Want to participate in a short research study? Help shape the future of investing tools and you could win a $250 gift card!
The TJX Companies, Inc. (NYSE:TJX), a large-cap worth US$66b, comes to mind for investors seeking a strong and reliable stock investment. Risk-averse investors who are attracted to diversified streams of revenue and strong capital returns tend to seek out these large companies. But, the key to their continued success lies in its financial health. Let’s take a look at TJX Companies’s leverage and assess its financial strength to get an idea of their ability to fund strategic acquisitions and grow through cyclical pressures. Remember this is a very top-level look that focuses exclusively on financial health, so I recommend a deeper analysis into TJX here.
TJX’s Debt (And Cash Flows)
TJX has sustained its debt level by about US$2.5b over the last 12 months including long-term debt. At this constant level of debt, the current cash and short-term investment levels stands at US$3.0b , ready to be used for running the business. On top of this, TJX has generated cash from operations of US$4.1b in the last twelve months, resulting in an operating cash to total debt ratio of 165%, indicating that TJX’s debt is appropriately covered by operating cash.
Can TJX meet its short-term obligations with the cash in hand?
Looking at TJX’s US$5.5b in current liabilities, it seems that the business has been able to meet these commitments with a current assets level of US$8.5b, leading to a 1.53x current account ratio. The current ratio is calculated by dividing current assets by current liabilities. Usually, for Specialty Retail companies, this is a suitable ratio since there's a sufficient cash cushion without leaving too much capital idle or in low-earning investments.
Does TJX face the risk of succumbing to its debt-load?
TJX is a relatively highly levered company with a debt-to-equity of 49%. This is common amongst large-cap companies because debt can often be a less expensive alternative to equity due to tax deductibility of interest payments. Consequently, larger-cap organisations tend to enjoy lower cost of capital as a result of easily attained financing, providing an advantage over smaller companies. We can test if TJX’s debt levels are sustainable by measuring interest payments against earnings of a company. As a rule of thumb, a company should have earnings before interest and tax (EBIT) of at least three times the size of net interest. For TJX, the ratio of 476x suggests that interest is comfortably covered. It is considered a responsible and reassuring practice to maintain high interest coverage, which makes TJX and other large-cap investments thought to be safe.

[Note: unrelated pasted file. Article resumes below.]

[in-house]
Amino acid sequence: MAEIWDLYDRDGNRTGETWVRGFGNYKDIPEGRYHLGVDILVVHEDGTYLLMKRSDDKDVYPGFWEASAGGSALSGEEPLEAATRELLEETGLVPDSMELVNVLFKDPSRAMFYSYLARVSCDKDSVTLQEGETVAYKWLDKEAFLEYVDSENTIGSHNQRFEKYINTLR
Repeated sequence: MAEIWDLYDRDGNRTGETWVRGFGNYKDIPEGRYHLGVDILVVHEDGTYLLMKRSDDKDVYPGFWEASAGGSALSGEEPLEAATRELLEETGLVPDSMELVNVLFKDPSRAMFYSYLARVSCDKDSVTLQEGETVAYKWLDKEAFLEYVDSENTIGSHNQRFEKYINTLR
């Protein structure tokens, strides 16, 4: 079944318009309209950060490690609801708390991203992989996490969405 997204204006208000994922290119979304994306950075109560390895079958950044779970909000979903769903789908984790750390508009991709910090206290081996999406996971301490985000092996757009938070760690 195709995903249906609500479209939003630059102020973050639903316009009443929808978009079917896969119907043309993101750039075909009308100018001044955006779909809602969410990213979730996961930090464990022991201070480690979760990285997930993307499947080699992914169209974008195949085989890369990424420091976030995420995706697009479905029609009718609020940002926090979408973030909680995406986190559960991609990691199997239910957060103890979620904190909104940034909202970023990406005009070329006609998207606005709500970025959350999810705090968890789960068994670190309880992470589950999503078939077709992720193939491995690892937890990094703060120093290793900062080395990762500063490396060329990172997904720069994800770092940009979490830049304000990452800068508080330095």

Although TJX’s debt level is towards the higher end of the spectrum, its cash flow coverage seems adequate to meet obligations which means its debt is being efficiently utilised. Since there is also no concerns around TJX's liquidity needs, this may be its optimal capital structure for the time being. Keep in mind I haven't considered other factors such as how TJX has been performing in the past. I suggest you continue to research TJX Companies to get a better picture of the large-cap by looking at:
- Future Outlook: What are well-informed industry analysts predicting for TJX’s future growth? Take a look at our free research report of analyst consensus for TJX’s outlook.
- Valuation: What is TJX worth today? Is the stock undervalued, even when its growth outlook is factored into its intrinsic value? The intrinsic value infographic in our free research report helps visualize whether TJX is currently mispriced by the market.
- Other High-Performing Stocks: Are there other stocks that provide better prospects with proven track records? Explore our free list of these great stocks here.
We aim to bring you long-term focused research analysis driven by fundamental data. Note that our analysis may not factor in the latest price-sensitive company announcements or qualitative material.
If you spot an error that warrants correction, please contact the editor at firstname.lastname@example.org. This article by Simply Wall St is general in nature. It does not constitute a recommendation to buy or sell any stock, and does not take account of your objectives, or your financial situation. Simply Wall St has no position in the stocks mentioned. Thank you for reading.